quickly melted their insulation, causing the acrid smoke.
My car with its doors and hood open--starting over again.
But luck was
with me. The car was undamaged, there was no fire and Nancy did not
strangle me with the dog's leash.
I used a pair of
cutters to disconnect the burned wires from the car's battery. With
great regret, I also cut the wires leading to the trunk and powering
my ham radio. They had been partially melted where they had come into
contact with the other set of wires, and by this time I was extremely
safety conscious. Thus satisfied that the car wasn't likely to burn
up, we went on our vacation.
Upon our return
from England, I bought some new wire. I was very gun shy at this
point, but I just couldn't
live without my mobile transceiver.
I also couldn't face the prospect of my hygienically challenged
mechanic looking under the hood, then turning his gaze to me and
slowly shaking his head, unable to believe that any creature on Earth
had done something so stupid. So, I decided to install the new wires
With my car's rocker panel exposed, I was able to follow the route of the
It wasn't so
terrible. I'd originally had the mechanic run the wires because I
didn't know where to put them, how to get through the firewall, and
things like that. This time I just followed the existing wires (or in
some cases, the trail of scorch marks). The wires leading to the
trunk were largely undamaged, but I replaced them anyway. The wires
to the passenger compartment were fried to a crisp in some places and
melted into a puddle of slag in other places. I scraped up the ashes
and peeled up the melted plastic and ran new wiring.
I did everything
the mechanic had done, with one notable exception. He had tied the
two sets of wires together and clamped them into the same lugs at the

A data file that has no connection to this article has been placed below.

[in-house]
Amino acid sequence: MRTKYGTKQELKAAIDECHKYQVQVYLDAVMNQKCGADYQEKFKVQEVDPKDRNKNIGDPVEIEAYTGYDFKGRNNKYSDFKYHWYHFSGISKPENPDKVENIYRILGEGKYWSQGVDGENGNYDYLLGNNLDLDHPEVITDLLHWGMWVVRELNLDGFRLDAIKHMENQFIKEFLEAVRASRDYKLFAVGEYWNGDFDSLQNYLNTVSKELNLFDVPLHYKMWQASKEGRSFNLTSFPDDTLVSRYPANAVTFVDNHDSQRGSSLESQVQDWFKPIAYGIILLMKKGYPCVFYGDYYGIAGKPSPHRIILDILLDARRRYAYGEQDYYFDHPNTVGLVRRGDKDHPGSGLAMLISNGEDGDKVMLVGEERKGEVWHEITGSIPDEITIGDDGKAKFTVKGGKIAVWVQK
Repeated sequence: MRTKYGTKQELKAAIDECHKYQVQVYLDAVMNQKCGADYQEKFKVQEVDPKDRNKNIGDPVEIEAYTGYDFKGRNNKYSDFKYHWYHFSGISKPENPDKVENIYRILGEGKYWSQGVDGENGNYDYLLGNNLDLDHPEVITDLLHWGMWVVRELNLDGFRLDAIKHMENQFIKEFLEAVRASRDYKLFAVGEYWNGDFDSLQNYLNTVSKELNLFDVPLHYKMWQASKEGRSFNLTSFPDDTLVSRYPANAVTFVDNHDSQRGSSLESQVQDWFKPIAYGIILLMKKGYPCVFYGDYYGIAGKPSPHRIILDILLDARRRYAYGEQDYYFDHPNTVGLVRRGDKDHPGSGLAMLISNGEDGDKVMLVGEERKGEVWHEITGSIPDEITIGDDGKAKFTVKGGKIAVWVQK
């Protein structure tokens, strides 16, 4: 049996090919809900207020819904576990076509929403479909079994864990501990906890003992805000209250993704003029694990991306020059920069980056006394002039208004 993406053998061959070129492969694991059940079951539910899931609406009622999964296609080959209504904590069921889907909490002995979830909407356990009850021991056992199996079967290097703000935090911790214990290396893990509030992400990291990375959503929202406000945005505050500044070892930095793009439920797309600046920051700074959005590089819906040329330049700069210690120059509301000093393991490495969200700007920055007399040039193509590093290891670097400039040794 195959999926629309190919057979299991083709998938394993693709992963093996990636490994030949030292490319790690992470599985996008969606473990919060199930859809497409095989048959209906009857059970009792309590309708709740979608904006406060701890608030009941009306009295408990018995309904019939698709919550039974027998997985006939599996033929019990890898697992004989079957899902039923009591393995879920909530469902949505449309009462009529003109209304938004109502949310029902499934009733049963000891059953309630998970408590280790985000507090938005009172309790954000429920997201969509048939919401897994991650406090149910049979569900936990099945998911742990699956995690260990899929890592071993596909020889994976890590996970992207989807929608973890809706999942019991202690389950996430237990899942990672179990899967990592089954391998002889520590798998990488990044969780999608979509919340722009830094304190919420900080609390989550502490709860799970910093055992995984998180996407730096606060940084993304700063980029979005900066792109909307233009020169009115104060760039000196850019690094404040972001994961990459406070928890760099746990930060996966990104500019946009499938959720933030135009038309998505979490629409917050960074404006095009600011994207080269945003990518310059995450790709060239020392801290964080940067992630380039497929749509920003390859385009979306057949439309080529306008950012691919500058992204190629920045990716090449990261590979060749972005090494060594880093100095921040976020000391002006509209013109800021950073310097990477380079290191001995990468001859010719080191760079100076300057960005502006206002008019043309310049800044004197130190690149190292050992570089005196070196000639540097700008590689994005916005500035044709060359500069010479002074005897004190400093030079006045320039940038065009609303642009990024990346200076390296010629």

battery. I installed completely separate lugs on the two sets of
wires and did not
connect the spare set to the battery. In
fact, I wrapped the spare wire lugs in so much electrical tape that
it will take a chain saw to free them. I also heavily insulated the
ends terminating inside the car, something I should have done the
first time. (Editor's note: Fuses also should have
been installed near the battery end of both sets of wires as well.)
Some melted remnants of the old wiring.
hypersensitive about safety this time, I double, triple, and
quadruple-checked everything. Every time that I touched a wire I put
a meter on it to make sure that it was the right one. I cleaned up
everything and spent a nervous ten minutes looking for a missing tool
(it had slipped into the crevice of the back seat). When I was
absolutely sure that I had done everything properly, I pressed the
power button on the mobile radio. Nothing happened.
I decided to
check the trunk first. Fortunately, the problem was simple and
obvious. I'd forgotten to plug in the radio. I quickly remedied the
situation, jumped back into the car, and tried the power button
again. The radio came to life! It hadn't been damaged. It hadn't lost
its programming. It worked just fine. I was ready for my next radio
adventure--as long as it didn't involve smoke.
note: ARRL member Gary Hoffman, KB0H, lives in Florissant,
Missouri. He's been a ham since 1995. Hoffman says his column's
name-- "The Amateur Amateur"--suggests the explorations of
a rank amateur, not those of an experienced or knowledgeable ham. His
wife, Nancy, is N0NJ. Hoffman has a ham-related Web page. Readers may contact
the author via e-mail,[email protected]
© 2001 American Radio Relay League